Feb 28, 2011

Photographing Your Own Kids!

::sigh::  . . . photographing our own kids . . .

. . . it can be a frustrating, make you wanna scream, pull your hair kind of endeavor.  There are some ways you can plan in advance and be smarter than the little, tiny human.

Here’s a list of our 5 favorite tricks for outsmarting little ones:

1. Simple Props: take a bag (or 3) of props that you can provide choices from. They must all be choices that you are ok with being in the picture. Food is generally not a great one because they get so involved. Or in the case above, stuff their face full of marshmallows & therefore have really chubby cheeks!

2. Choice of Two: Instead of saying, “Sit here.” “Hold this.” ” Wear this hat. “Don’t move.” “Look here!” Say, “Here are 5 hats, can you help me out and choose your favorite?!”

“Do you want to stand on the box/chair/bench OR sit on the box/chair/bench??” or “what do you think will look better?” (for 3-4 yrs and up) 

“Do you want to put the marshmallows in hot chocolate OR do you want mommy to?” “let’s see how high we can count!” (Then only offer 1 at a time OR 1 treat per clickity click, and  just keep them in your pocket). Sounds oddly like dog treats you say? Well yes it does. Sooo?

3. Don’t Ask Yes or No Questions (i.e., Mommy’s so silly – she needs my help!)

You’re going down a dead-end road when you ask little ones questions like, “what color is your shirt? is it pink?” All they can say is “yea” and their done. So are you! I hear this a lot too, “what are you playing with? is that your frog?” “yea.”  Done. Don’t ask a yes/no question and don’t answer the question you’ve asked for them!

Instead, say, “Awww. That’s so silly {speaking of the frog} that must be your favorite dinosaur!”

Then they get to be all smarter than you. And, let the weird questions begin . . .  just play dumb! They love feeling like they are teaching you something. Then they are doing all the talking (and laughing hopefully).

4. Random/Totally Weird OR Age Appropriate Surprises:

“Oh my word, I think I just heard a lady bug fly by!? Did you hear her?” “You have to sit really nicely and smile pretty and maybe she’ll fly by again.”

This one always has to be novel to get their attention, and obviously child appropriate. I’m pretty sure a little boy will not be impressed by the lady bug. And, you have to be so into whatever your story is. They are just sooooo immune to hearing “look, look”. The element of surprise makes for more authentic and organic facial expressions where you really see their personality. You can also keep them engaged longer by not yelling at them and acting crazy and standing on your head. Or bribing them with candy or legos. They get overstimulated with all of those “grandma” antics. (our grandmother does this – maybe yours doesn’t! lucky you.)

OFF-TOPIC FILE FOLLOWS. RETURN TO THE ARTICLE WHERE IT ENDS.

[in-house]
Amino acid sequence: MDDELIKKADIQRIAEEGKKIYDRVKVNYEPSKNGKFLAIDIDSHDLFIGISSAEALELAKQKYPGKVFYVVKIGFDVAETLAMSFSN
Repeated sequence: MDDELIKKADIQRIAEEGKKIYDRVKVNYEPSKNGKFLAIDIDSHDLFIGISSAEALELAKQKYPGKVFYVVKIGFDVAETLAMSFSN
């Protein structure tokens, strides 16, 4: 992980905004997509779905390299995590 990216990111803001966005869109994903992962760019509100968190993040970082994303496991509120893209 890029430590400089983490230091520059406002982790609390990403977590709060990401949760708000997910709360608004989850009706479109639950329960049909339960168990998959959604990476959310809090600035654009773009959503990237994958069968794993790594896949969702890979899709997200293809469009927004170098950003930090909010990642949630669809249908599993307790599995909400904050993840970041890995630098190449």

I’ve captured some pretty awesome giggles by whispering weird “secrets.” ( i.e., “Don’t tell, it’s a secret . . . daddy has on pink polka dot underwear!!!)

5. Stay Calm and Follow Their Lead:

As hard as this one is for us adults to do when we are seeking the perfect picture, you have to follow the little humans’ lead. These are always my best pictures. Believe it or not, the above pictures were not what I went to capture on this day. These two (or the 4 year old at least) had her own ideas. And, even though it took every ounce of restraint I had, I followed her lead & it was better; much, much, better. So you just have to train your brain to do it. Otherwise, your pictures might be flat and emotionless.

Finally, hire a pro (at least once a year): Professional child photographers specialize in creatively capturing your kiddo and YOU. Photos are how we document the relationships and bonds in our lives. You don’t want to miss out on that by being behind the camera all the time. So many of our memories would not be imprinted in our minds without that concrete visual we get in a photograph. So make sure and do it! It’s important. Custom photography is an investment, so see who is in your area. Then choose someone you think you will feel comfortable being you with and someone who has the kinds of images you imagine having on their blog/website. You can begin searching right here at NAPCP.

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Jennifer Allison, this is such a clever article and can even work the tips into every day "compromises!" I will try them all. Many thanks!

Karena Dixon What a great article for photographing our own kids and our clients. I sometimes get "writer's block" when I've had back to back shoots. Very helpful...and beautiful images! Thank you!

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